The immediate Sikh agitation was calmed, but it remained bruised as opinion and religious leaders of the community took exception to the police action. “He was a religious saint whose sainthood was declared by the Akal Takht (the highest temporal body for Sikhs). No matter what others say about him, he is a hero of Sikh community”, these words of a Sikh religious leaders in Kashmir may not grant universal acceptance to Bhindranwale’s sainthood, but the respect for a Sikh militant leader threw a dark shadow on the wisdom of people who spoke of violence in Punjab in the past tense. The backlash among the younger generation of the Sikh community was palpable as they came out wearing shirts that bore his images.

State government ill prepared

Harsha Kakar, retired Major-General of the Indian Army says a strike from across the border was expected to sabotage the meeting between the two Prime Ministers at Ufa. The location was surprising. “The reasons for choosing Punjab could be numerous. It could be expanding the area of operations of the terrorist networks, create fear in the local population of the revival of the old militancy or even due to an easy entry, because of the riverine terrain and possible laxity in the security network.

“The aim of the operation would have been clearly laid down. Possibly it would have been to create a limited amount of terror, limited casualties, keeping the event under the threshold level of tolerance for the country, and yet derail the talks and efforts at peace. Finally it would be to retain the status quo….
“One stark reality came through. Since no terrorist strike had taken place in Punjab in almost a decade, there was laxity and complete lack of preparedness on the part of the security forces. They were also ill-equipped to deal with such a strike. They did not even possess bullet-proof jackets. This should now be a wake-up call not only for the government of Punjab but those of all states to prepare and equip their police forces to face such incidents in the future as in all such cases, they would be the first in the line of fire”.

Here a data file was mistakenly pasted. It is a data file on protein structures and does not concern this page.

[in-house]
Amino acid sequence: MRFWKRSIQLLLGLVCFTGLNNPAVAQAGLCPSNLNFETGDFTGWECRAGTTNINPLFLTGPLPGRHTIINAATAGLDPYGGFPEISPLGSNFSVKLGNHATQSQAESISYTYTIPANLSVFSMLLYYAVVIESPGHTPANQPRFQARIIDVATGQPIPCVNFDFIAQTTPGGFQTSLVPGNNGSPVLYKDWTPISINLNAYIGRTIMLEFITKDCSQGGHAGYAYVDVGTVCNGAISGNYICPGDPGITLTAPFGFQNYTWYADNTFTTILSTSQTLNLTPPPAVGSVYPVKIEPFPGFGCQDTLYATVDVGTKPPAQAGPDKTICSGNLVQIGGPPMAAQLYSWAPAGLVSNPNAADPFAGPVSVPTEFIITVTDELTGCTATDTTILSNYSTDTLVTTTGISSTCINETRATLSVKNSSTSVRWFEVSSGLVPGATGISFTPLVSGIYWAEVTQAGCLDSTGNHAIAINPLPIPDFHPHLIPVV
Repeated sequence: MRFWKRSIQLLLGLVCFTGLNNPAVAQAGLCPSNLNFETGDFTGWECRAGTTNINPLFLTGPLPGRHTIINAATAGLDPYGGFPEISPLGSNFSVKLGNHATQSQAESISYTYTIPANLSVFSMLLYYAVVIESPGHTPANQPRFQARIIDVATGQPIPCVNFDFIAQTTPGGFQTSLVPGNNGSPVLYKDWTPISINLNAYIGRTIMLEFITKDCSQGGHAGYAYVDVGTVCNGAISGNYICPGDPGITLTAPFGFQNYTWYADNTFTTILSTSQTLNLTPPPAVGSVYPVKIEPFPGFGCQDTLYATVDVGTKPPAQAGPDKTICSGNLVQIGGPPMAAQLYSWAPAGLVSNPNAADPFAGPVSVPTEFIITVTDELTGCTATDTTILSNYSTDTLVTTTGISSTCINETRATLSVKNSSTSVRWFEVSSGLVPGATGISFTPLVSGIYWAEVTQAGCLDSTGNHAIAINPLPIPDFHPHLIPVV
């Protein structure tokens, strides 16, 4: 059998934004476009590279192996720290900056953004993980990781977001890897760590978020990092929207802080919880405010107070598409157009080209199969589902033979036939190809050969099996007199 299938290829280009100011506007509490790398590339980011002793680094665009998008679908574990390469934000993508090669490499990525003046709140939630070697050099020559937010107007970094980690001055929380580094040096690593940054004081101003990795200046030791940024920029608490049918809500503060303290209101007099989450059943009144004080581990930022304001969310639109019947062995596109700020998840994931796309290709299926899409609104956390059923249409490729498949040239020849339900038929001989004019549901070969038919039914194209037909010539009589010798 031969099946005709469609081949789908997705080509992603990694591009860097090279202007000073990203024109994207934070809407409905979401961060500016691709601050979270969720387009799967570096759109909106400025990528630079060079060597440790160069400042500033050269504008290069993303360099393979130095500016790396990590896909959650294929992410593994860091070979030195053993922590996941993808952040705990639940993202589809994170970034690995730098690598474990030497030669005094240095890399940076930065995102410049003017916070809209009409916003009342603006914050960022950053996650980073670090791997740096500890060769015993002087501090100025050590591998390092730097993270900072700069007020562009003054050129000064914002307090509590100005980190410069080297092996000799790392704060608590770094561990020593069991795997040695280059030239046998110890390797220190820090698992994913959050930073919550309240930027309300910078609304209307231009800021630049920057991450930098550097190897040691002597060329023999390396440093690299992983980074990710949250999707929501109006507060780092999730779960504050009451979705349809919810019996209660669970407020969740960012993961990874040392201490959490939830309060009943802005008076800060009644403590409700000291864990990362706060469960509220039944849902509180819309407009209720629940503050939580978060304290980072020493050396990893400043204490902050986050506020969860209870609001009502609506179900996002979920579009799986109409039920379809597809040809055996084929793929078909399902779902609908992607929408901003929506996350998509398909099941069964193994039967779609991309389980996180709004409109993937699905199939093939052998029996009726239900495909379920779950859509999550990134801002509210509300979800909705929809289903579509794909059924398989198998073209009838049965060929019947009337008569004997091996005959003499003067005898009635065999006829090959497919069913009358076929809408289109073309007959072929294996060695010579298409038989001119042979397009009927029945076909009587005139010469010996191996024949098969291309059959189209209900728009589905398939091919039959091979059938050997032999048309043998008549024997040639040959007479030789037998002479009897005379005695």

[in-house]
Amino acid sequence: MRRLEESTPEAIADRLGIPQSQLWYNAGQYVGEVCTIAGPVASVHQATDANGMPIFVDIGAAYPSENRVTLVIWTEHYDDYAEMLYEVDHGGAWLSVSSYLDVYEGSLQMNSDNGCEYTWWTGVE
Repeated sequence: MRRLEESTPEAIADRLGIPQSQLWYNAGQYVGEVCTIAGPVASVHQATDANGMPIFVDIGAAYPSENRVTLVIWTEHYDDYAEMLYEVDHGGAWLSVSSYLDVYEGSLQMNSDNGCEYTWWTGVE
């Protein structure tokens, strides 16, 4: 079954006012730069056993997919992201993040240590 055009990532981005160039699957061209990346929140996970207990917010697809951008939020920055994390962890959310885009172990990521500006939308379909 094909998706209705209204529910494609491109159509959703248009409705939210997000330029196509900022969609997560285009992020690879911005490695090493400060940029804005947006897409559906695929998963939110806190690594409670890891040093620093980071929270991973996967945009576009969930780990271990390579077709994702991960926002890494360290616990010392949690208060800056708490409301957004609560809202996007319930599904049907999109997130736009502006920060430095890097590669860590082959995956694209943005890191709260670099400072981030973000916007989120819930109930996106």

Lessons from Gurdaspur

At the ground level the Gurdaspur attack has raised issues that need to be addressed. K P S former DGP, Punjab, president, Institute for Conflict Management, and publisher, ‘South Asia Intelligence Review’ says “the most significant of these is the degree of visible unpreparedness in a sensitive border district like Gurdaspur, in a state that has itself experienced over 13 years of the most virulent terrorism, and that adjoins another state that is still the target of a 26-year-old Pakistan-backed proxy war. Even the Special Weapons and Tactics (Swat) team was not wearing rudimentary protection at Dinanagar. Unless a crisis is immediately at hand, institutions are simply pushed into degeneration and decay, robbed of resources, deeply politicised, or just allowed to deteriorate through sheer neglect….

“What is not realised is that you don’t prepare for terrorism after it has happened. You must be prepared at all times. And you don’t just learn from your own experience. States across India have been attacked by Islamist terrorists. Yet, each state is caught by surprise and pleads that the “Centre had not provided intelligence” or “resources”. As if state governments have no responsibility….

“The entire Punjab border with Pakistan was fenced during the terrorism years. Heavy patrolling and constant vigilance reduced direct infiltration to an easily manageable trickle. But today, while the fence still stands, there is increasing laxity in surveillance and oversight. Deep political patronage has sought to facilitate drug trafficking and smuggling of other contraband, and this has resulted in the regular movement of materials and men across this sensitive frontier, substantially with the collusion of some police and paramilitary personnel”.